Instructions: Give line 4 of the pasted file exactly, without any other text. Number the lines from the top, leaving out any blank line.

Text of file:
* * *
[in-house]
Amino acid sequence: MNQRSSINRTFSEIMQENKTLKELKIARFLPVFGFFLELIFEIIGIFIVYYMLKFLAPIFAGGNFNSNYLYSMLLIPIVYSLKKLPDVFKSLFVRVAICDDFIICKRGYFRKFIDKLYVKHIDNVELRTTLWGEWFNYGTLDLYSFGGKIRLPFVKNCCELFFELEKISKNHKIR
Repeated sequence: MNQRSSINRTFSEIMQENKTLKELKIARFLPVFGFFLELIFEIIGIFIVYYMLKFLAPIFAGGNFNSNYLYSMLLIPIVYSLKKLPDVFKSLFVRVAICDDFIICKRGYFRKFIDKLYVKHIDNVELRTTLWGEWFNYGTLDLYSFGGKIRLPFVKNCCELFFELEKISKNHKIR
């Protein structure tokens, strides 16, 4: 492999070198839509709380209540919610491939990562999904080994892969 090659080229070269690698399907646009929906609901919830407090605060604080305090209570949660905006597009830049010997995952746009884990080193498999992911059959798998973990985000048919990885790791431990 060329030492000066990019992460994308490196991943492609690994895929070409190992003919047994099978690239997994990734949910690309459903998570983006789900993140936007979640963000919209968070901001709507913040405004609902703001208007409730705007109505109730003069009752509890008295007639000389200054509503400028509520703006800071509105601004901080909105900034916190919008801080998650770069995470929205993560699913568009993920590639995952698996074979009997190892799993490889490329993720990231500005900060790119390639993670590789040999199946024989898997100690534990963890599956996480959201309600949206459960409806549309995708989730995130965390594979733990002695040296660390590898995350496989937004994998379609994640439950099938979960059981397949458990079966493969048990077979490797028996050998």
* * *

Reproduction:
């Protein structure tokens, strides 16, 4: 492999070198839509709380209540919610491939990562999904080994892969 090659080229070269690698399907646009929906609901919830407090605060604080305090209570949660905006597009830049010997995952746009884990080193498999992911059959798998973990985000048919990885790791431990 060329030492000066990019992460994308490196991943492609690994895929070409190992003919047994099978690239997994990734949910690309459903998570983006789900993140936007979640963000919209968070901001709507913040405004609902703001208007409730705007109505109730003069009752509890008295007639000389200054509503400028509520703006800071509105601004901080909105900034916190919008801080998650770069995470929205993560699913568009993920590639995952698996074979009997190892799993490889490329993720990231500005900060790119390639993670590789040999199946024989898997100690534990963890599956996480959201309600949206459960409806549309995708989730995130965390594979733990002695040296660390590898995350496989937004994998379609994640439950099938979960059981397949458990079966493969048990077979490797028996050998």